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Saturday, January 18, 2014

The emptiness of memories lost

Just now, I glanced at a Facebook post I made on Father's day this year in which I said, "saw 'Man of Steel'" and I thought, I'd like to see that movie some day. Then I realized as I read the post, that I HAVE seen it, with my daughter (it was her Father's day gift to me). I remember a while back that I embarrassed myself by commenting that I'd like to see that move ("Man of Steel") in front of her. At least then, I could assure her that I remembered her taking me to the movie, I just didn't recall the movie. Now I don't even remember those images that enabled me to say I remembered her taking me to the movie. I just remember the fact that she did, as if I read it in a book.

No recollection remains, and I find that intolerable not to remember special events in my own life except as footnotes I read on a calendar. It feels as if life stopped for me on the day that car hit my bicycle, and I woke the next morning in the hospital. I almost said, "with no recollection of the day before," but that's not true. I remember reading something I wrote, that at the time I remembered what had happened when I woke up. I just don't remember remembering.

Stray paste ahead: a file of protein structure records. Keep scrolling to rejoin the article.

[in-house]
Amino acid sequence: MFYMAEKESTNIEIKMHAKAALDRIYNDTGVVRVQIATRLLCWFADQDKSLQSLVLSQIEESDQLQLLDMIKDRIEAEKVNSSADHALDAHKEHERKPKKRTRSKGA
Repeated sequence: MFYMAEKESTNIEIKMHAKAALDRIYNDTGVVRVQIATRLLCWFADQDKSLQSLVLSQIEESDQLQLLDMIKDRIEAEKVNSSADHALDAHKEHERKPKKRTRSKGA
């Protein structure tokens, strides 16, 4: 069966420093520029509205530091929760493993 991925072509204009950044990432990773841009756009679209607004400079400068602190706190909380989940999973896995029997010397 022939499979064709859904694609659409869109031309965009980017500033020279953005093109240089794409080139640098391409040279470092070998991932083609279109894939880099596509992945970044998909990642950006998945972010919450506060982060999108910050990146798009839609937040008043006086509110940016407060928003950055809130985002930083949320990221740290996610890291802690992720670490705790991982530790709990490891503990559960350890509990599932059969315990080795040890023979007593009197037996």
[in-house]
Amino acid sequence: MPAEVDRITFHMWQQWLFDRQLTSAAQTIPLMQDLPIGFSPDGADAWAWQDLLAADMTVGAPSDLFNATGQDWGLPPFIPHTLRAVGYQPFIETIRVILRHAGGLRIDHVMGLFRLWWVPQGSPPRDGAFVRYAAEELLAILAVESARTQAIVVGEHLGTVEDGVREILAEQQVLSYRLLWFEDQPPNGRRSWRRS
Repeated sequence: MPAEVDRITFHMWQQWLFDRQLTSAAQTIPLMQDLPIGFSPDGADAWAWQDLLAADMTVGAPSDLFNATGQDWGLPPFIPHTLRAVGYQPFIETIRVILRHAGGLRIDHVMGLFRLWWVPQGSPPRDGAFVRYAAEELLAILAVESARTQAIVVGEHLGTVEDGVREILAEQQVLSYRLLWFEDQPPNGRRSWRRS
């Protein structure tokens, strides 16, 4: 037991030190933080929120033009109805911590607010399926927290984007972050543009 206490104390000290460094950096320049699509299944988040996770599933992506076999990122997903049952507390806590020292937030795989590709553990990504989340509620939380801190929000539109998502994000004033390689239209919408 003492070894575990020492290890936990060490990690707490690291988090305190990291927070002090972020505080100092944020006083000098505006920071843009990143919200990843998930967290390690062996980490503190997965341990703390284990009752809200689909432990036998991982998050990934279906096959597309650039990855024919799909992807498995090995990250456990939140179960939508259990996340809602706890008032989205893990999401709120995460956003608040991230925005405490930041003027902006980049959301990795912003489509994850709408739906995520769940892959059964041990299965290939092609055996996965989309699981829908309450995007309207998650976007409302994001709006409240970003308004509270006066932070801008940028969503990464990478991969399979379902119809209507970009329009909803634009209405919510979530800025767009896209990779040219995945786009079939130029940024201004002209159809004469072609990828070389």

It feels as if I am not experiencing my own life! I'm just reading about it in a book, yet there's a difference. When I read a story in a book, I imagine the events. No images form in my mind when I read about my own life. It's as if the hole where my memory should be, blocks me from re-imagining the memory.

Please pray that I find a way to overcome this complete loss of memory over time.
The emptiness left by lost memories feels intolerable.

It concerns me that this post appears so dark, when my actual attitude is hopeful and not at all depressed (Ok, maybe a little depressed, but not the dark lingering kind of depression, but rather a passing sense of loss). I suppose this description of my experience with memory loss is a bit depressing to read, and I chose this graphic by Marie Sivak (Sivak, In the make: Studio visits with West coast artists) to represent a life trapped in the binding of a book. But don't read depression when you read my description of emptiness. Yes, I feel loss, but I also feel hope. Maybe I'll recover some day. Maybe I'll find a way to accommodate this loss with some other way to remember. I am NOT defeated in any way.


Reference:

Sivak, M. (Photographer). (2014, January ). In the make: Studio visits with West coast artists [Print Photo]. Retrieved from http://inthemake.com/marie-sivak/ 

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